Thomas Sowell

 What makes this a farce, as well as a tragedy, is that what is called "black English" is a dialect that originated among white people in parts of Britain centuries ago. That dialect was transferred across the Atlantic when people in those parts of Britain settled in the American South.

 With more than 90 percent of the black population living in the antebellum South, this transplanted dialect became the language of American blacks. Meanwhile, that dialect died out in Britain, with the spread of education and the standardization of the English language.

 It also eroded away in the South, with the spread of education among whites and blacks. But it persisted among the least educated blacks and, after the 1960s, this dialect became a badge of racial identity. Teachers were warned not to tamper with it and many heeded the warning.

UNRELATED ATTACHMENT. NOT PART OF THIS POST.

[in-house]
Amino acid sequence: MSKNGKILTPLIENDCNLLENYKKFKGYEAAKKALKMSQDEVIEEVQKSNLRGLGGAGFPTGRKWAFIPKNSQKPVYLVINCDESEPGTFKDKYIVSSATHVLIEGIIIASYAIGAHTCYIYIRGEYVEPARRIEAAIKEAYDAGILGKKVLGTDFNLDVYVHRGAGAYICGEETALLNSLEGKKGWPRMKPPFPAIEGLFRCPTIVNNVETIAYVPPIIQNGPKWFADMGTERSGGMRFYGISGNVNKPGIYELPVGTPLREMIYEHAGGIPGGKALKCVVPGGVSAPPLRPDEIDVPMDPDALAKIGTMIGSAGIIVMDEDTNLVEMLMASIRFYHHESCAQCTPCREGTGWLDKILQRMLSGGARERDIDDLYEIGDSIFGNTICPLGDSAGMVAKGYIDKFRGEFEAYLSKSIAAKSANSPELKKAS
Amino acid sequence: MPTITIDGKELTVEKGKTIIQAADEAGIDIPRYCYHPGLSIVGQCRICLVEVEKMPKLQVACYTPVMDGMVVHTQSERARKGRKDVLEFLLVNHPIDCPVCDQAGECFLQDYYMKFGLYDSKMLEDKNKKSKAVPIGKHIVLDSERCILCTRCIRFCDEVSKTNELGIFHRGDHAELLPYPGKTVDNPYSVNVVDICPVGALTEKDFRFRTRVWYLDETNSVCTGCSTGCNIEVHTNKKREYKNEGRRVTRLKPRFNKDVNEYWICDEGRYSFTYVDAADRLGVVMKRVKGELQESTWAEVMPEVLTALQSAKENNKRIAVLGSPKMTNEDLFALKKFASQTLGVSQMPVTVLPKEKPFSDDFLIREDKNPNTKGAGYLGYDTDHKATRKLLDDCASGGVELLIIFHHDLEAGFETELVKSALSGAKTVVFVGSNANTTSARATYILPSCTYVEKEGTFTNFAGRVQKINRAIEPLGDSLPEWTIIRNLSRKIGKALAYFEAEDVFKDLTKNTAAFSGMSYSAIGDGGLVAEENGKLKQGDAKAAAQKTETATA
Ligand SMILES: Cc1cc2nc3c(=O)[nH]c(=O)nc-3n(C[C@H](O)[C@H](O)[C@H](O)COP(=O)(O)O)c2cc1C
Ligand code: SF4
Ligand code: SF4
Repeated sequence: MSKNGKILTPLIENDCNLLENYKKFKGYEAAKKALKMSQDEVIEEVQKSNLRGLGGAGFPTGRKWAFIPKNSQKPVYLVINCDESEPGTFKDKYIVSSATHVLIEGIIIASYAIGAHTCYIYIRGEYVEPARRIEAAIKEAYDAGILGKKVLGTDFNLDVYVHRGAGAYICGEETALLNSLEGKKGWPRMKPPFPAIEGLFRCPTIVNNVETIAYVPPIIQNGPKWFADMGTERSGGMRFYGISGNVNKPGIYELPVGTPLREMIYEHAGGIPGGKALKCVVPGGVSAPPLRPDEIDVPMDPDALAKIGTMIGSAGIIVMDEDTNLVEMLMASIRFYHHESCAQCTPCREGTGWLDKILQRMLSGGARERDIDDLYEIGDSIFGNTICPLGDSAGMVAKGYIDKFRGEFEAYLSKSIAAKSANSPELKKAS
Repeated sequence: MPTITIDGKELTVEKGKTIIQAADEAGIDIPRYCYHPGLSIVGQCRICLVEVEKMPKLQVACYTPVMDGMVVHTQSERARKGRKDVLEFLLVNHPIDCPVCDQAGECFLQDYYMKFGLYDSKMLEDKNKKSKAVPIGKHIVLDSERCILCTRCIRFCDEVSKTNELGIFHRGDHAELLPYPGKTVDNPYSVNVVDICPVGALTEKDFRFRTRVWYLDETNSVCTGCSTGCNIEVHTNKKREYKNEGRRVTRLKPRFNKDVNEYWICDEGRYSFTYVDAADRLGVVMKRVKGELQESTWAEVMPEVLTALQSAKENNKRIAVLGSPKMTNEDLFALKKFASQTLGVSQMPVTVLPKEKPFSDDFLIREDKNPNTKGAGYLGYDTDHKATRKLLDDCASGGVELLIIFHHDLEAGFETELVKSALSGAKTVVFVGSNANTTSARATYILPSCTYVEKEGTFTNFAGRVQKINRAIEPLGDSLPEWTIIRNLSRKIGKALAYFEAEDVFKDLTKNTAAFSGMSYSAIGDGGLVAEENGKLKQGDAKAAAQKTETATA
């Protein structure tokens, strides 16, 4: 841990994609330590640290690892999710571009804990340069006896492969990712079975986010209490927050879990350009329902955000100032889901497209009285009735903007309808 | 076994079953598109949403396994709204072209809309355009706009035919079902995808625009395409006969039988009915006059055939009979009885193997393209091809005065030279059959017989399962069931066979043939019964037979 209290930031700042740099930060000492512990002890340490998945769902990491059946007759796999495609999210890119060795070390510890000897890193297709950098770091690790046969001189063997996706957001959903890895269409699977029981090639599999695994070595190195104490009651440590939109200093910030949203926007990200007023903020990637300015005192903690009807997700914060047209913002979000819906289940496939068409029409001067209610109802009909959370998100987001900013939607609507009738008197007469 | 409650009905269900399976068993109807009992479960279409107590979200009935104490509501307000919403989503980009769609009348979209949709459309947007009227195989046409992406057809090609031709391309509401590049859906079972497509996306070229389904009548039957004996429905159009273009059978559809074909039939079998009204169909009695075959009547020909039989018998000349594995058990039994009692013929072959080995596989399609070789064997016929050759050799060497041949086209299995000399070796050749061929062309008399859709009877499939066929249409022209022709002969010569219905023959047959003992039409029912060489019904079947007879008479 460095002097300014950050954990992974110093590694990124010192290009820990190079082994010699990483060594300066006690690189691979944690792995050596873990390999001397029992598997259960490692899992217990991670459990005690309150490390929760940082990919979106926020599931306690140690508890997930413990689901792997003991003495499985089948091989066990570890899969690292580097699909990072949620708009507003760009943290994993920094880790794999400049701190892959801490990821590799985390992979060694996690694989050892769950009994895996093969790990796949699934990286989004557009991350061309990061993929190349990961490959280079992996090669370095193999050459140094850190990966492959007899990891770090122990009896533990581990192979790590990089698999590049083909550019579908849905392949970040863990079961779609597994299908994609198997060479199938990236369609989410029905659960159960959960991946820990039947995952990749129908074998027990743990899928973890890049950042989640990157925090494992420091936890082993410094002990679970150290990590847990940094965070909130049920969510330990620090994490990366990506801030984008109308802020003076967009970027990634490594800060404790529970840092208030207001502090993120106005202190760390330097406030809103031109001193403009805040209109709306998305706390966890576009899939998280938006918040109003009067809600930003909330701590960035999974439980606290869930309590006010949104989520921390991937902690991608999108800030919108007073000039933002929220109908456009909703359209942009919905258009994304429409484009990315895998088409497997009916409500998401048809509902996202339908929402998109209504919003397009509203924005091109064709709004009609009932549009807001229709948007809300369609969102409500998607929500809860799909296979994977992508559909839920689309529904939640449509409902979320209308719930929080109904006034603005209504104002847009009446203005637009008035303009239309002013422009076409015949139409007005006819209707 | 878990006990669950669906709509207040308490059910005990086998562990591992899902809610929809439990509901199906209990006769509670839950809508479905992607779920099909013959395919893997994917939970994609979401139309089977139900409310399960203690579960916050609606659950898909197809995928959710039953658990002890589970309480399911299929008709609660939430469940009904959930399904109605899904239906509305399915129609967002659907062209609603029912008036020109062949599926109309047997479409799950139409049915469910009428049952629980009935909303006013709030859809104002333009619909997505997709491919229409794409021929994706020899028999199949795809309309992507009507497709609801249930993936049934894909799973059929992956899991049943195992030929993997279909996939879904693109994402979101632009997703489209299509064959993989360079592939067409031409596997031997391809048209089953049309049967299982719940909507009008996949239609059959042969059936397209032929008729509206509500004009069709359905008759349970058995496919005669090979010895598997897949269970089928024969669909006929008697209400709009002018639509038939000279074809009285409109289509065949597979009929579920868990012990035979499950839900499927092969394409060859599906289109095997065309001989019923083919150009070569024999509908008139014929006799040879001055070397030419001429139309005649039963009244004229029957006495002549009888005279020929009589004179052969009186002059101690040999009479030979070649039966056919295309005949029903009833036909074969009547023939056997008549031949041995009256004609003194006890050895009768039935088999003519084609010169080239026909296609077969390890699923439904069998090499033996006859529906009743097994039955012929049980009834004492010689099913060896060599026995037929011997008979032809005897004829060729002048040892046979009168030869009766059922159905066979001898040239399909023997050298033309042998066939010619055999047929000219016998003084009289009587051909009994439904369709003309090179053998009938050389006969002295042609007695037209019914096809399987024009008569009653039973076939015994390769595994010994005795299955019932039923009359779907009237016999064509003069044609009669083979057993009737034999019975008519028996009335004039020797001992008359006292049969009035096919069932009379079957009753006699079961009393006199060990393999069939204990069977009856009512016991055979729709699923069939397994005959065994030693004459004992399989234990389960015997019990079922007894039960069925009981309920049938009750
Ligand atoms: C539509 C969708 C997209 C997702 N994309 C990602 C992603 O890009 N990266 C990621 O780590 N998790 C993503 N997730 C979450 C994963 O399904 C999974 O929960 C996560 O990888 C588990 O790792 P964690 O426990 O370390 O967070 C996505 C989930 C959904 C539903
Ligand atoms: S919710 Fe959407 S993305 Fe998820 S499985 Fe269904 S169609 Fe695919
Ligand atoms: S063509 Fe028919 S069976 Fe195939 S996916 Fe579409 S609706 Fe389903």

Fortunately for one little girl, one teacher defied the taboo and pointed out the obvious handicap that "black English" could be in school and in life.

 One teacher can't do it all. Not only do more teachers need to start correcting "black English," blacks themselves -- especially leaders and activists -- need to recognize what a high price a whole generation of black youngsters will pay for the indulgence of a fad and the hustles that grow out of that fad.

 The time is overdue. And the clock is still ticking.

Thomas Sowell

Thomas Sowell is a senior fellow at the Hoover Institute and author of The Housing Boom and Bust.

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